THE COLLECTION
The Migration of Jacob
  • Date: 1663
  • Object Type: Painting
  • Medium: Oil on canvas
  • Image size: 133.5 x 180 cm
  • Inv: P80
  • Location: East Galleries III
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Description
Provenance
Marks/Inscriptions
Further Reading
  • The subject of the painting is taken from the Old Testament and represents Jacob’s flight from his father-in-law Laban in Haran, with his wives, possessions and cattle (Genesis XXXI, 17-18). In this highly original composition, Jacob and his family form a procession that undulates across the landscape, with light is cast on the central figures, while others further back are cast in shadow. The dark, brooding clouds overhead add a sense of urgency to their journey.

    Adriaen van de Velde came from a family of painters, his father and brother worked in the marine genre while he specialised in landscapes. Van de Velde was a particularly gifted draftsman, equally skilled in depicting figures and animals, and was often called upon to paint figures into landscapes by other artists (see P225 and P194). In this picture, animals are as carefully rendered as the humans protagonists, ranging from familiar species of cattle, sheep and goats to exotic monkeys. Although no compositional study for this painting has been found, van de Velde based his painting on at least two detailed studies from nature.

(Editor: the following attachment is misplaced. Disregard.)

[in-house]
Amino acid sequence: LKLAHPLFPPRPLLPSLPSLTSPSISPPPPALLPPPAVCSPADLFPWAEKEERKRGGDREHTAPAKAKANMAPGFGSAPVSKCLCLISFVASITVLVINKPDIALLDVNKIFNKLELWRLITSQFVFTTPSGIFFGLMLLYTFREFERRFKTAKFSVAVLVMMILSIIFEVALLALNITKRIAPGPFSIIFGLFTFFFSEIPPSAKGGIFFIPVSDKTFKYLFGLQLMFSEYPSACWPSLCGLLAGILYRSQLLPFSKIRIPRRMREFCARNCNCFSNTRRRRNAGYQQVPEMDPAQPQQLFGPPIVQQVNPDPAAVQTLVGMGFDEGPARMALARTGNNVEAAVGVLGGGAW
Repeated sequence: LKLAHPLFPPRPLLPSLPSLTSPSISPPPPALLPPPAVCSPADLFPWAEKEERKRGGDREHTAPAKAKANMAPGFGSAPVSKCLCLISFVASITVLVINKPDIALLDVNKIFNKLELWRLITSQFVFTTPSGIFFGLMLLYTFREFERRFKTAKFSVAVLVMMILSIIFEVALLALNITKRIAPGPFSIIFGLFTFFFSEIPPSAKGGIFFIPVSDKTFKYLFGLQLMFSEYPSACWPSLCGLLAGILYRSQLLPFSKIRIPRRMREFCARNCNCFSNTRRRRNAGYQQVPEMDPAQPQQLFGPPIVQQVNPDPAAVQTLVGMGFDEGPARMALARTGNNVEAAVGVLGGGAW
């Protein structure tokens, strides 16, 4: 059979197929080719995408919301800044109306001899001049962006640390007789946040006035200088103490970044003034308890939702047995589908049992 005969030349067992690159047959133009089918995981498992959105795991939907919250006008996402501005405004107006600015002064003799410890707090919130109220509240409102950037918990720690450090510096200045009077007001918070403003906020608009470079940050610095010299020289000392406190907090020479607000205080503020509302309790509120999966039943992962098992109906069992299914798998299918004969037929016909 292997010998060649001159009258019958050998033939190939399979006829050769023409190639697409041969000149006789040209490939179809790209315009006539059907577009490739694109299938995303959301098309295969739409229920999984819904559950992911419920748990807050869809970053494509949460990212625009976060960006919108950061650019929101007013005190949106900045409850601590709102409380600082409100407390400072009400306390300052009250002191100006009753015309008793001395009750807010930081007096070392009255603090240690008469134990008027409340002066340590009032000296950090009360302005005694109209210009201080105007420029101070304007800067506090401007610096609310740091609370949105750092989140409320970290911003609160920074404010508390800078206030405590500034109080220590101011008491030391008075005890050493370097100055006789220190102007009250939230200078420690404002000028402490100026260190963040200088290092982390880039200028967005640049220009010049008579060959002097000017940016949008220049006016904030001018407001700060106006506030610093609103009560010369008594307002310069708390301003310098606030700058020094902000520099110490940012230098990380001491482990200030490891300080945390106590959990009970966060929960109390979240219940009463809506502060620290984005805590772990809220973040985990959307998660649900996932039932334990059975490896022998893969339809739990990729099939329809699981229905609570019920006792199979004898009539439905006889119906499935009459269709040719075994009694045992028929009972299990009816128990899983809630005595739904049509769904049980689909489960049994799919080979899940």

Painted when van de Velde was only twenty-six years old, this exceptional painting is one of the few by the artist that represents a historical subject and that is painted on such an ambitious scale. The painter typically produced small cabinet paintings; see for example his Noonday Rest: the Parable of the Tares, 1663, also in the Wallace Collection (P199).

    The painting was first recorded in the superlative art collection of the comtesse de Verrue in Paris, in the late 1730’s, where it was displayed in her great gallery of European masterpieces. Our founder, the 4th Marquess of Hertford, acquired this painting from the collection of Cardinal Fesch (Napoleon’s ambassador to the Vatican) in Rome in 1845.